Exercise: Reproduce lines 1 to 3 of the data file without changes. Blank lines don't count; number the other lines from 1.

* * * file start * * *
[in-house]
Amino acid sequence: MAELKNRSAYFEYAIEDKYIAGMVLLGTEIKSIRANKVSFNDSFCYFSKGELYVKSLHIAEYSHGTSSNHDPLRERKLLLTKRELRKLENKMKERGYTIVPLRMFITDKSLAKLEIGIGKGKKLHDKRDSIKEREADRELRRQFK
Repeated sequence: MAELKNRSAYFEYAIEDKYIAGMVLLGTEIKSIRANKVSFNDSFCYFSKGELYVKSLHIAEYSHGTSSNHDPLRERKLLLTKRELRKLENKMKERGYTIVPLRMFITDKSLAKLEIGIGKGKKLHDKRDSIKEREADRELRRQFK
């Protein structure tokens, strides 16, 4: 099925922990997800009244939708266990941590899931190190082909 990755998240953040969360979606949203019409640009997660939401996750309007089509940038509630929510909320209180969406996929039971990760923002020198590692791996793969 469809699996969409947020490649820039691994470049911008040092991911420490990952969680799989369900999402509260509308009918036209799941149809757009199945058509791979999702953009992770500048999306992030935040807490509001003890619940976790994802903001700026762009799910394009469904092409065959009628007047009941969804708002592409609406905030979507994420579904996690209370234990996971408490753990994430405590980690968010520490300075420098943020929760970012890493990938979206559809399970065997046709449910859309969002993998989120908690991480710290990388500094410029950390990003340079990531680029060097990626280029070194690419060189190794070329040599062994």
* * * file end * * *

[in-house]
Amino acid sequence: MAELKNRSAYFEYAIEDKYIAGMVLLGTEIKSIRANKVSFNDSFCYFSKGELYVKSLHIAEYSHGTSSNHDPLRERKLLLTKRELRKLENKMKERGYTIVPLRMFITDKSLAKLEIGIGKGKKLHDKRDSIKEREADRELRRQFK
Repeated sequence: MAELKNRSAYFEYAIEDKYIAGMVLLGTEIKSIRANKVSFNDSFCYFSKGELYVKSLHIAEYSHGTSSNHDPLRERKLLLTKRELRKLENKMKERGYTIVPLRMFITDKSLAKLEIGIGKGKKLHDKRDSIKEREADRELRRQFK